Every four years, the two presidential candidates do battle in a series of high-stakes televised events that could shape the outcome of the campaign. They also take part in some highly scripted programming where little real news is made and few viewers’ minds are changed.

Voters who take the word of elite political journalists would be forgiven for thinking that the first events are the presidential debates and the second are the party conventions, but as the political scientists Robert Erikson and Christopher Wlezien show, the truth is actually the opposite (see also James Stimson’s Tides of Consent, which reaches a similar conclusion). Party conventions help to remind partisans who have strayed from their core views what they really believe and also influence independents who don’t have strong links to either party, creating bounces in the polls that frequently persist through the end of the campaign. By contrast, the well-practiced exchanges that dominate presidential debates rarely provide the game-changing moments that the media loves to pretend are commonplace. Indeed, the debates occur too late to have much effect in all but the closest races.

Instead, however, the tedious quadrennial debate over the value of convention coverage has mistakenly centered, as it usually does, on their news value. It’s true in a narrow sense that little “news” is made at the conventions these days, but bean-counting juxtapositions of the costs of coverage and the likelihood of important news being made miss the point. News outlets don’t want the same convention story as every other media organization and are willing to pay more for their own in-house version, which leads them to devote more attention to the conventions to justify their investment in that coverage. In that sense, the costs of reporting from Tampa and Charlotte are a small price to pay for the civics lessons that the conventions provide.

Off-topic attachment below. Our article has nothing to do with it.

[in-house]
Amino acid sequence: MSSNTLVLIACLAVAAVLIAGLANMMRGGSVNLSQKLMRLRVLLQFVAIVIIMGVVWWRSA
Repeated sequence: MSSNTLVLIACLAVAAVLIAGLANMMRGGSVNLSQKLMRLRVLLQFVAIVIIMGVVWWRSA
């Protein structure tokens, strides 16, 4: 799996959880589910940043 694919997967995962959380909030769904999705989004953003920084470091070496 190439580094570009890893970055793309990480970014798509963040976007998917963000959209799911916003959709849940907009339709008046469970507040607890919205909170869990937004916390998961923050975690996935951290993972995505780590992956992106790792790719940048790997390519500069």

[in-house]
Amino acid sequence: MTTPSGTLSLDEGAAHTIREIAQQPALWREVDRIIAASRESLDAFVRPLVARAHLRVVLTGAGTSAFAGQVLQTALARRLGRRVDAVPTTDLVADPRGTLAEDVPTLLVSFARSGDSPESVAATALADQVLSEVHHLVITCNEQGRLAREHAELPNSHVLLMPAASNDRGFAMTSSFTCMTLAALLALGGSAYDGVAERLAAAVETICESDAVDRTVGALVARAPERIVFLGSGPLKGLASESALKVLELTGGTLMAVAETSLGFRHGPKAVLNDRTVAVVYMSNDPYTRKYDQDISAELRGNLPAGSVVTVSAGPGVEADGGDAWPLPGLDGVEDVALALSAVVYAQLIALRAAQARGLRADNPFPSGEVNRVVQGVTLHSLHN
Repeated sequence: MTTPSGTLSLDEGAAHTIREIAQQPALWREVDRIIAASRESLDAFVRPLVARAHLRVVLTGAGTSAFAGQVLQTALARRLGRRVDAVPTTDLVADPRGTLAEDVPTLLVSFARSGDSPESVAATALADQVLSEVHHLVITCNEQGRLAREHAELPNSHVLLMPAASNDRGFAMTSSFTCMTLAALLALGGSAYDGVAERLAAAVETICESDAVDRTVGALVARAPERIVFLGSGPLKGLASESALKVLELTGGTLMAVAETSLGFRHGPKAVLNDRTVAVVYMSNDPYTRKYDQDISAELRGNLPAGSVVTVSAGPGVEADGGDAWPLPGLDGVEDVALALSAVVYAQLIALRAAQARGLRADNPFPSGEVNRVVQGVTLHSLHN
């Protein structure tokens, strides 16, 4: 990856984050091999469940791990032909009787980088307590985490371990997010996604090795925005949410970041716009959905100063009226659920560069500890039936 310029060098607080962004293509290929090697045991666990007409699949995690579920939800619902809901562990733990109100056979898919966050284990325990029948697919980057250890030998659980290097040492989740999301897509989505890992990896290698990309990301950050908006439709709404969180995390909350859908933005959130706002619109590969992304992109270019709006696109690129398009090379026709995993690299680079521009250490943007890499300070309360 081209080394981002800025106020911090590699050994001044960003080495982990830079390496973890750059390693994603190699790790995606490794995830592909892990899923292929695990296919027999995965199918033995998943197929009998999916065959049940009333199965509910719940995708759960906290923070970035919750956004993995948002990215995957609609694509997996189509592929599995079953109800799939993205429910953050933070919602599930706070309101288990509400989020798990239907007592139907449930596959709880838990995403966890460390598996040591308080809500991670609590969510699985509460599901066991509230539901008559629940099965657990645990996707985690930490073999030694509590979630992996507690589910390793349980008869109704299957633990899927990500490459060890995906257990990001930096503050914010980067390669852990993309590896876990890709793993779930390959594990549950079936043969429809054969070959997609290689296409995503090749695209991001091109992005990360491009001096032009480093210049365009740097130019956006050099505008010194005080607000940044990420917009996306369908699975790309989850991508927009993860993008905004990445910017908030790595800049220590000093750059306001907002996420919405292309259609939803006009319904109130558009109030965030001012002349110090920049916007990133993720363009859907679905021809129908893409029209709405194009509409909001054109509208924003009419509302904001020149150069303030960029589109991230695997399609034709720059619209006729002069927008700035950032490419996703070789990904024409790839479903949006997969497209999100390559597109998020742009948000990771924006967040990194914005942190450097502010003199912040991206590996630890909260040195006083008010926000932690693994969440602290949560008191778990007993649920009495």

So why are so many journalists deriding the conventions as hours-long infomercials even as my fellow political scientists defend their merits? The problem, in short, is that the conventions undermine journalistic “voice.” In every other aspect of the campaign, the candidates and their messages are filtered through journalists who are reticent to allow them to speak or be quoted at any length without interpretation or analysis. While scrutinizing policy proposals and fact-checking their claims can be valuable exercises, far more coverage displaces the candidates’ messages in favor of ill-informed horse race analysis and theater critic-style analysis of the “optics” of the campaign. Unlike the debates, which are moderated by journalists, the conventions allow the parties and the candidate to speak to voters unfiltered in prime time. That may be threatening to the professional status of journalists, but it’s good for America.

Brendan Nyhan is an assistant professor of government at Dartmouth College. He blogs at brendan-nyhan.com and tweets @BrendanNyhan.